So signing with a very new/ junior agent seems like a perfectly fine thing to do if that agent is embedded within a good agency and they are a good fit for your book. Do you think it matters if that particular agency as one (or, um, more than one) other agent/s who are more senior who already rejected your book? I ask because I know junior agents rely on the mentoring and connections of more senior agents as they start getting into the biz. But does this create an awkward or potentially bad situation for the author if other senior agents are familiar with the work and didn't like it?
You have fallen prey to one of the worst (and totally wrong) assumptions in publishing: rejection means the agent didn't like it.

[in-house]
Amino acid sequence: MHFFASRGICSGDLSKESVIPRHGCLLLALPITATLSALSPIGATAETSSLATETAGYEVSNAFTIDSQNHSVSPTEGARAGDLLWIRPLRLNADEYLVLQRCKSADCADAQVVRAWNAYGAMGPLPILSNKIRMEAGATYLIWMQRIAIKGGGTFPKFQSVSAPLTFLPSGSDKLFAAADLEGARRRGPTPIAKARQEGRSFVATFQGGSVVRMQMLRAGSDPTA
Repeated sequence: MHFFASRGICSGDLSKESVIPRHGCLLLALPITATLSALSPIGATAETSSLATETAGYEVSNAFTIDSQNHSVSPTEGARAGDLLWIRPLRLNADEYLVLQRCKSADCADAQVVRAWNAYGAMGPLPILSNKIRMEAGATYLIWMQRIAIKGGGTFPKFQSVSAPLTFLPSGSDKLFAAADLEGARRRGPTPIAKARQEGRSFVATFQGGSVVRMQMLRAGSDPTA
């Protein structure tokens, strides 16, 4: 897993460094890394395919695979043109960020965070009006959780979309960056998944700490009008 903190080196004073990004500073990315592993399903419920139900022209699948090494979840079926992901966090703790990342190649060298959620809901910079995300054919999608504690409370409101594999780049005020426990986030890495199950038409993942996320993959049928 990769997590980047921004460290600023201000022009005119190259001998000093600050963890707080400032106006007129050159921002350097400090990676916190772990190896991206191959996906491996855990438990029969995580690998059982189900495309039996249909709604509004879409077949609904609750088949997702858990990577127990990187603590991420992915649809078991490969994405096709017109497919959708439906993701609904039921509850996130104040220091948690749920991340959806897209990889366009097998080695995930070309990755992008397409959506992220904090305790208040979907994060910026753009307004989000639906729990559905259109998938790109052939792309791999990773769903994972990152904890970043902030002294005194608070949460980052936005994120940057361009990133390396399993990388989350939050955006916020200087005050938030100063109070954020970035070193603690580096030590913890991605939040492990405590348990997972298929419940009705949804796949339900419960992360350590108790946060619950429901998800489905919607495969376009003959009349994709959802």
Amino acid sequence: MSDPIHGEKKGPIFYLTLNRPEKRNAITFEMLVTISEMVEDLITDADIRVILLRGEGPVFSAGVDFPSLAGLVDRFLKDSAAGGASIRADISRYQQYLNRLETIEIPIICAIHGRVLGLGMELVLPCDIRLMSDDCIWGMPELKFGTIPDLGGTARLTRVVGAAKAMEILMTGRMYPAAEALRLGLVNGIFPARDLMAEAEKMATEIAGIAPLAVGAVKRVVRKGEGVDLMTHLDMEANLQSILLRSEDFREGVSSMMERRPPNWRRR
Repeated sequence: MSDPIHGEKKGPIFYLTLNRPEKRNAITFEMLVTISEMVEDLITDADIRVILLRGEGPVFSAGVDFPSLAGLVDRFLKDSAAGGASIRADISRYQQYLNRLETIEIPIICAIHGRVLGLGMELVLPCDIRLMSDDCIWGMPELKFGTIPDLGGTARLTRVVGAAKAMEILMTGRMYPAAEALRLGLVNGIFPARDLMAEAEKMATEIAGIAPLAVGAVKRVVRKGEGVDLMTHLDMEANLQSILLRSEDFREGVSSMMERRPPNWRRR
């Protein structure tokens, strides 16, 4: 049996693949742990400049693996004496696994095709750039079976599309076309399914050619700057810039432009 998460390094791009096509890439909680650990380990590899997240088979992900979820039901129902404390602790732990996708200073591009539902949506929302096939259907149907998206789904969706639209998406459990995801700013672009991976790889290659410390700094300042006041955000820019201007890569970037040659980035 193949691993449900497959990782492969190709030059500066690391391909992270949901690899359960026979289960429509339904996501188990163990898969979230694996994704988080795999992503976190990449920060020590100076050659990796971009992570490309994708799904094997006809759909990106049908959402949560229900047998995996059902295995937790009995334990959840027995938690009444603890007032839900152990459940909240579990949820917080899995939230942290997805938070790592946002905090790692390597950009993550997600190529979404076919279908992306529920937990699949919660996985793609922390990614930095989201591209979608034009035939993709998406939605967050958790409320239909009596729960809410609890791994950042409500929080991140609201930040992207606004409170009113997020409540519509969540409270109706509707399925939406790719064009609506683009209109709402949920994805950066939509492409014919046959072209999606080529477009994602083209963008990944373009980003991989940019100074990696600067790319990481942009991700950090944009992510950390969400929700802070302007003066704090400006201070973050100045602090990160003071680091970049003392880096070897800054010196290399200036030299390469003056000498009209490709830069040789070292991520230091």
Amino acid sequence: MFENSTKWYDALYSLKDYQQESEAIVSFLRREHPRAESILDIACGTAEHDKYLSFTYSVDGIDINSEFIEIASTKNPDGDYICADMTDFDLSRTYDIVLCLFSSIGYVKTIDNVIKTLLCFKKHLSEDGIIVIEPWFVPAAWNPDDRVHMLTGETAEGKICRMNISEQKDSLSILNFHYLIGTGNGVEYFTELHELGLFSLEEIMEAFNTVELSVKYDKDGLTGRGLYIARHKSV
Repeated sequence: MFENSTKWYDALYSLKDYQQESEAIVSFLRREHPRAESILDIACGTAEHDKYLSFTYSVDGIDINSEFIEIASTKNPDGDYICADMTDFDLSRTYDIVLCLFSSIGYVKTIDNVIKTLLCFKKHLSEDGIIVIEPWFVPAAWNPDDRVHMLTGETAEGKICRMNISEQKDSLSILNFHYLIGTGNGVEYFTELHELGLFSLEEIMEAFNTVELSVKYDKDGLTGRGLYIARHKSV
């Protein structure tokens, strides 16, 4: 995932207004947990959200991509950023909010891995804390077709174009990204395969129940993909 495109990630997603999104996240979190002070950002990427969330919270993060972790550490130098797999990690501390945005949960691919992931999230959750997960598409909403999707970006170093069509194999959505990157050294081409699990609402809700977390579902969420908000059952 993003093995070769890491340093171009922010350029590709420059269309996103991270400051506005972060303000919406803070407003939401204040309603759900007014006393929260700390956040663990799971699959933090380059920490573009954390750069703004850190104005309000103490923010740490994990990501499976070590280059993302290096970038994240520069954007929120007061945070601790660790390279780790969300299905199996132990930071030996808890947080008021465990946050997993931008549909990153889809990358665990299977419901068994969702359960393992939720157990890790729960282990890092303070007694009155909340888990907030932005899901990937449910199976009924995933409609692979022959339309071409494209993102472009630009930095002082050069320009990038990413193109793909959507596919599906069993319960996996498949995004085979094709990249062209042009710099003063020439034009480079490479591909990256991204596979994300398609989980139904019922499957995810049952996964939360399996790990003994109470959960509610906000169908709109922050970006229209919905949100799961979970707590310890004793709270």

I reject good and publishable work Every Single Day.
Let me say that again this time with feeling: I pass on good and publishable work Every Single Day. Work that goes on to find an agent and get published and win prizes.
Repeat after me: rejection only means no, nothing else.
Thus, a more senior agent might have passed on your work for any number of reasons that have nothing to do with the caliber of the writing, let alone whether s/he liked it.
Some of the reasons I pass on good and publishable work EVERY SINGLE DAY:
1. I have a project that's similar
2. It's not one of my strongest categories
3. I've just signed a new client and I'm hesitant to take on more work just now (that happens a lot)
Some of the reasons I pass on work that other agents might take on:
4. It needs more editorial work than I want to spend time on
Thus, you should now intuit the answer to your question,
But does this create an awkward or potentially bad situation for the author if other senior agents are familiar with the work
but in case your frozen intuition whiskers have not yet melted after all my hot air and arm-waving: